There was no bigger star in Latin music in the first part of the 21st century than Enrique Iglesias. He scored his first number one on Billboard’s Latin charts in 1995, but he soared to crossover stardom at the dawn of the new millennium thanks to the crossover hits “Bailamos” (1999) and “Hero” (2001), a pair of blockbusters that established his ease with modern dance and classic pop balladry, respectively. Although he’d see the pop Top Ten again — “I Like It,” his 2010 duet with Pitbull, went to number four — he was an institution in Latin music, racking up over 25 number one singles on Billboard’s Latin Songs chart, along with 14 number one hits on Billboard’s Dance chart, all while selling over 140 million albums worldwide in just over the first two decades of his career.
As the youngest child of Julio Iglesias, Enrique may have been born into Latin music royalty and, consequently, his fame may seem preordained, but that isn’t the case. Born in Madrid, Spain on May 8, 1975, Iglesias stayed with his mother, Isabel Preysler, following the 1979 divorce of his parents. He and his two older siblings were sent to live with their father in 1986, where his nanny, Elvira Olivares, played a pivotal role in his parenting. Initially, Enrique Iglesias planned to major in business at the University of Miami, but he felt the pull of a musical career, so he borrowed money from Olivares to record a demo tape. He took steps to distance himself from his father, shopping the demo under the name “Enrique Martinez,” borrowing the surname from Fernan Martinez, who previously worked as a publicist for Julio Iglesias. The tape landed the singer a deal with Fonovisa Records, who convinced him to return to his birth name.
Dropping out of school, Enrique Iglesias headed to Toronto to record the album that became his eponymous 1995 debut. A hit right out of the box, Enrique Iglesias shifted a million copies within its first three months. Arriving in 1997, Vivir consolidated his success, snagging him the 1996 Grammy for Best Latin Performer along with a host of Billboard awards, all paving the way for his first headlining international tour. Iglesias released one more album on Fonovisa — 1998’s Cosas del Amor — before making the leap to Interscope Records.
Interscope helped Iglesias cross into the pop mainstream via the 1999 album Enrique. The hit that brought Iglesias fame and helped turn Enrique into a platinum hit was “Bailamos,” a song originally released on a limited-edition version of Cosas del Amor and reworked for the soundtrack of Will Smith’s comedy-adventure Wild Wild West. “Bailamos” reached number one not just on Billboard’s Latin charts but also the Hot 100 as it entered the Top Ten in countries all around the world. “Be with You” was a number one hit early in 2000, buying Iglesias a little time as he worked on the album that turned out to be his biggest hit, Escape. Released in 2001 and consisting entirely of English-language songs (three were reprised at the end in Spanish), Escape turned into a blockbuster on the back of the soaring ballad “Hero,” which went to number one in five countries and peaked at three in the U.S. Its title track was also a major hit, boosting the album’s sales and helping to set the stage for an international tour that ran into 2002. That same year, he released the all-Spanish-language Quizás on Interscope’s sister company Universal Music Latino; it would go gold in the U.S.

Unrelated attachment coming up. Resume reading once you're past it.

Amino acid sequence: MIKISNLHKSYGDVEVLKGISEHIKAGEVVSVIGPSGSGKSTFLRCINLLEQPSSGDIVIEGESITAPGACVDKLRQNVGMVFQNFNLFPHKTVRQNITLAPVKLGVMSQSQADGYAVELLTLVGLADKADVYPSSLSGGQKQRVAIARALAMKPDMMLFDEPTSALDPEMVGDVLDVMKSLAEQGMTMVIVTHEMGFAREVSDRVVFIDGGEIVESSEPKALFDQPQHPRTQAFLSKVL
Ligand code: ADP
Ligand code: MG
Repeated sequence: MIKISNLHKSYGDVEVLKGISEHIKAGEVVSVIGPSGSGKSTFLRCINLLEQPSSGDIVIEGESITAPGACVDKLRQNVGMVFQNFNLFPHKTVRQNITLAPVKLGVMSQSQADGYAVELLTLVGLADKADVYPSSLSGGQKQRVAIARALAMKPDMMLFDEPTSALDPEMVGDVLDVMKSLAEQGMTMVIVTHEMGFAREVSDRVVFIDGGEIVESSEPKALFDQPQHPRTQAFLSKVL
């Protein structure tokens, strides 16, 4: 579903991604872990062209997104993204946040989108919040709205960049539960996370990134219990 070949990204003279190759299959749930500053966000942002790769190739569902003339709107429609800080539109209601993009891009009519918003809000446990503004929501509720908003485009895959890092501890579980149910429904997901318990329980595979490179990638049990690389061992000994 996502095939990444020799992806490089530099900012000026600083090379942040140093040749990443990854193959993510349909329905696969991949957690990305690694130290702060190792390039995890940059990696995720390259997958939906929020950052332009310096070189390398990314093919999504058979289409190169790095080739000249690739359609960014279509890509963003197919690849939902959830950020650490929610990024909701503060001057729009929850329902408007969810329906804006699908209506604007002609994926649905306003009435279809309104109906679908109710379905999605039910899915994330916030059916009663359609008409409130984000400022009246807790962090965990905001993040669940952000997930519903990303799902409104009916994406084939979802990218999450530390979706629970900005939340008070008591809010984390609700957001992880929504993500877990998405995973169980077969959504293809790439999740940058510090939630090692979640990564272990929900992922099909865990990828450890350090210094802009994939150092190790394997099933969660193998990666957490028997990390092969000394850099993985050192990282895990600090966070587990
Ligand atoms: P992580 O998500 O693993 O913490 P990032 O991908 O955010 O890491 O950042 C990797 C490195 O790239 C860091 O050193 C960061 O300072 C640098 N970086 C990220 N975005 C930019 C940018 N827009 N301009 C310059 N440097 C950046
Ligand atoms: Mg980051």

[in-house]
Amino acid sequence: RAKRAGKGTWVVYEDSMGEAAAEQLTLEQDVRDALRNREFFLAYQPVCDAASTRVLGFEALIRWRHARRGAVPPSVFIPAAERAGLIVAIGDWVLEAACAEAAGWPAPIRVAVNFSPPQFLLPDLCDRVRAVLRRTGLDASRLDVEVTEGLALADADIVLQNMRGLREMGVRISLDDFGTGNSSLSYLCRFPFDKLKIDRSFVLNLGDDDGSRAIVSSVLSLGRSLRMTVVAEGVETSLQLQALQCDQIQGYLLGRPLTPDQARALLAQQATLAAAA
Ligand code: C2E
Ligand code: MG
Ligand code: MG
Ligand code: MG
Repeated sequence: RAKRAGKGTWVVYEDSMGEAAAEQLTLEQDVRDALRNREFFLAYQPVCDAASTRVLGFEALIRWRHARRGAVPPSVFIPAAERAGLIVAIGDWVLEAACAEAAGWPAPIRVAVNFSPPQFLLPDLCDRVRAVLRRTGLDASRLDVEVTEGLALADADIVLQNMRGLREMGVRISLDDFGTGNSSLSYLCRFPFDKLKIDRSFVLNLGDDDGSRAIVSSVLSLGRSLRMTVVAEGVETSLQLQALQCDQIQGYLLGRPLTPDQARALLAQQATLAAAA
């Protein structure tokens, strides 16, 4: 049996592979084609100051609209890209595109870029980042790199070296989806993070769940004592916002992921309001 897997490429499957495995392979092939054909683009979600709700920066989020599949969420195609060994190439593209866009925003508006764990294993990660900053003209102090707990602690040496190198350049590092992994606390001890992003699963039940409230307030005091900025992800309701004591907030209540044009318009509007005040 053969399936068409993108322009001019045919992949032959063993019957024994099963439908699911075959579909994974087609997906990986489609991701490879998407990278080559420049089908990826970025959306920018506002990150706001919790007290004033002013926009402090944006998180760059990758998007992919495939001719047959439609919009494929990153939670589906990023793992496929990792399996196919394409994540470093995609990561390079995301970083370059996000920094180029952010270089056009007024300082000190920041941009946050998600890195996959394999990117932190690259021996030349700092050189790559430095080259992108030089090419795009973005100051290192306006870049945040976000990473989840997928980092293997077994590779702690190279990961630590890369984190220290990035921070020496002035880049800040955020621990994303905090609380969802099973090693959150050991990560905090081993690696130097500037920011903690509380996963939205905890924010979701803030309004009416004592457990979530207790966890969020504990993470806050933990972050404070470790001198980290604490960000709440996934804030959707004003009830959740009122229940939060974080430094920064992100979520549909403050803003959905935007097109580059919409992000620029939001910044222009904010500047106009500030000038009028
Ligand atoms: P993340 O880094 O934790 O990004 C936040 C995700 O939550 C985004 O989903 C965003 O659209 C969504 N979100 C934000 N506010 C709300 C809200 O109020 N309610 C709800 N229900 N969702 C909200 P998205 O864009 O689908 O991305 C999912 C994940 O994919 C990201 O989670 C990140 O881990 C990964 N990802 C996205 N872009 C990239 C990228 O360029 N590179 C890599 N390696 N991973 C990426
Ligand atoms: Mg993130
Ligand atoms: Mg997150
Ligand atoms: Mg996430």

In 2003, Iglesias returned to crossover dance-pop on 7 — only his third pop-oriented album but his seventh record overall. While it didn’t generate any hits on the Hot 100, its first single, “Addicted,” reached nine on Billboard’s Latin charts. Following the supporting tour for 7, Iglesias spent two years quietly, returning in the summer of 2007 with the album Insomniac. Preceded by the hit single “Do You Know? (The Ping Pong Song),” Insomniac found Iglesias dabbling with modern dance club music — he brought Lil Wayne in for a verse on “Push” — but its second Latin hit was “Somebody’s Me,” a ballad. Two compilations followed in 2008 — the Latin market-oriented 95/08 Exitos in March, the pop-focused Greatest Hits in November — and Iglesias returned to the studio to record his ninth studio album, which would appear on Universal Republic due to corporate restructuring. Released in July 2010, Euphoria was divided between English and Spanish songs and he scored big in both markets: “I Like It,” featuring Pitbull, went to four on the Hot 100, the same position achieved by “Tonight (I’m Lovin’ You),” while “No Me Digas Que No” reached number one on the Latin charts.
Iglesias released “Finally Found You” in 2012, taking the single to 24 on the Hot 100. It was the first in a long march of pre-release singles for 2014’s Sex and Love, a record that contained two Latin number one hits from 2013 (“Loco,” “El Perdedor”). Just after Sex and Love’s March 2014 release, “Bailando” was issued as a single and it became a smash hit, reaching 12 on Billboard’s Hot 100 and number one on the Latin charts on its way to sales of triple platinum and earning three Latin Grammys (Song of the Year, Best Urban Song, Best Urban Performance). Iglesias stayed on the Latin charts in 2015 via “El Perdon,” a duet with Nicky Jam. In April 2016, Iglesias released “Duele el Corazon,” the first single in his new deal with Sony Latin. Iglesias roared back the following year. Another single, “Subeme la Radio” — featuring vocals by Descemer Bueno and Zion & Lennox — arrived in February 2017, and Iglesias launched a co-headlining tour with Pitbull that summer. In early 2018, Iglesias issued the reggaeton-informed collaborative single “El Bano” with Bad Bunny. ~ Stephen Thomas Erlewine